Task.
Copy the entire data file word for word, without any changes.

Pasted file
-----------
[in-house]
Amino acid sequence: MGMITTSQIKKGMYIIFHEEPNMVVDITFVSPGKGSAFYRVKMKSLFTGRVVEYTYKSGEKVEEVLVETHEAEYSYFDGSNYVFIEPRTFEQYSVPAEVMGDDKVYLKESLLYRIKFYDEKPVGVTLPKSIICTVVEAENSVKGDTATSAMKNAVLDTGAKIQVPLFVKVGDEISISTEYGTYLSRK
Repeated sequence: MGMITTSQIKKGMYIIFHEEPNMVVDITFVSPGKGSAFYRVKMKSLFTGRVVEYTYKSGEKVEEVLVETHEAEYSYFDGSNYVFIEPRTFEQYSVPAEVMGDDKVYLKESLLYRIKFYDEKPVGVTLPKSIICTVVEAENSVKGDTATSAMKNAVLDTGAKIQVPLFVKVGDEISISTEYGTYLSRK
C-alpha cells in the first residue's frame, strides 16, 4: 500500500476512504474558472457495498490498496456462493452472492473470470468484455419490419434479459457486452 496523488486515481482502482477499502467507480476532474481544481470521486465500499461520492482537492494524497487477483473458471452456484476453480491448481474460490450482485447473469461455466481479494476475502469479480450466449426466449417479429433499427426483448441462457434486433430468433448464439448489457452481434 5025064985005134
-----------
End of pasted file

[in-house]
Amino acid sequence: MGMITTSQIKKGMYIIFHEEPNMVVDITFVSPGKGSAFYRVKMKSLFTGRVVEYTYKSGEKVEEVLVETHEAEYSYFDGSNYVFIEPRTFEQYSVPAEVMGDDKVYLKESLLYRIKFYDEKPVGVTLPKSIICTVVEAENSVKGDTATSAMKNAVLDTGAKIQVPLFVKVGDEISISTEYGTYLSRK
Repeated sequence: MGMITTSQIKKGMYIIFHEEPNMVVDITFVSPGKGSAFYRVKMKSLFTGRVVEYTYKSGEKVEEVLVETHEAEYSYFDGSNYVFIEPRTFEQYSVPAEVMGDDKVYLKESLLYRIKFYDEKPVGVTLPKSIICTVVEAENSVKGDTATSAMKNAVLDTGAKIQVPLFVKVGDEISISTEYGTYLSRK
C-alpha cells in the first residue's frame, strides 16, 4: 500500500476512504474558472457495498490498496456462493452472492473470470468484455419490419434479459457486452 496523488486515481482502482477499502467507480476532474481544481470521486465500499461520492482537492494524497487477483473458471452456484476453480491448481474460490450482485447473469461455466481479494476475502469479480450466449426466449417479429433499427426483448441462457434486433430468433448464439448489457452481434 5025064985005134